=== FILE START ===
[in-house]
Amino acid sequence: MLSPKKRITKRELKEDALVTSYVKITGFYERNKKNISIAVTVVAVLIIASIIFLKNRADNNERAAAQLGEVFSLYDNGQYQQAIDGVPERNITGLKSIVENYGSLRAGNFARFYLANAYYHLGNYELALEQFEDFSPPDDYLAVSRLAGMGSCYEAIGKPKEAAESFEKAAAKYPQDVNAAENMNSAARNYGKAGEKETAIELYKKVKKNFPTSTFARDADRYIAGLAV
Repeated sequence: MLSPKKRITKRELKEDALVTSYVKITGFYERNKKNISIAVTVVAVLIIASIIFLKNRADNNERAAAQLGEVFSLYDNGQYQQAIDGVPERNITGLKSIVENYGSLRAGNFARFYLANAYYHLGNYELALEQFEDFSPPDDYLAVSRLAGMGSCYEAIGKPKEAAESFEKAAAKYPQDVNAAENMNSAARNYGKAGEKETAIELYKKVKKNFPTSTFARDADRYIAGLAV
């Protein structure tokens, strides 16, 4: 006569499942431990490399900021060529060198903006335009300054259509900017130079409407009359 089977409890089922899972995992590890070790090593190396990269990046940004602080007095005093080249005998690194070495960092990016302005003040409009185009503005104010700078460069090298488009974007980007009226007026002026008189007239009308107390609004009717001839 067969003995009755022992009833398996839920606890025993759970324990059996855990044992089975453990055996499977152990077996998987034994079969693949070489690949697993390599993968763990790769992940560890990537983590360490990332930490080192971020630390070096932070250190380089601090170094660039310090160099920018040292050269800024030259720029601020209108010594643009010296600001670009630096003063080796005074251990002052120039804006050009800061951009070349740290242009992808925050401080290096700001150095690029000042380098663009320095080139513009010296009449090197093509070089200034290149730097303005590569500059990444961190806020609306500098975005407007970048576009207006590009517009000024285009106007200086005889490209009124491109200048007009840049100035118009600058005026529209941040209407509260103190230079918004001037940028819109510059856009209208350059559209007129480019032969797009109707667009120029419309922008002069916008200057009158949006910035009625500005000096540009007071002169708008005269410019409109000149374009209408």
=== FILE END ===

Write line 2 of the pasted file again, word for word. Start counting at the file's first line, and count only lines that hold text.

Amino acid sequence: MLSPKKRITKRELKEDALVTSYVKITGFYERNKKNISIAVTVVAVLIIASIIFLKNRADNNERAAAQLGEVFSLYDNGQYQQAIDGVPERNITGLKSIVENYGSLRAGNFARFYLANAYYHLGNYELALEQFEDFSPPDDYLAVSRLAGMGSCYEAIGKPKEAAESFEKAAAKYPQDVNAAENMNSAARNYGKAGEKETAIELYKKVKKNFPTSTFARDADRYIAGLAV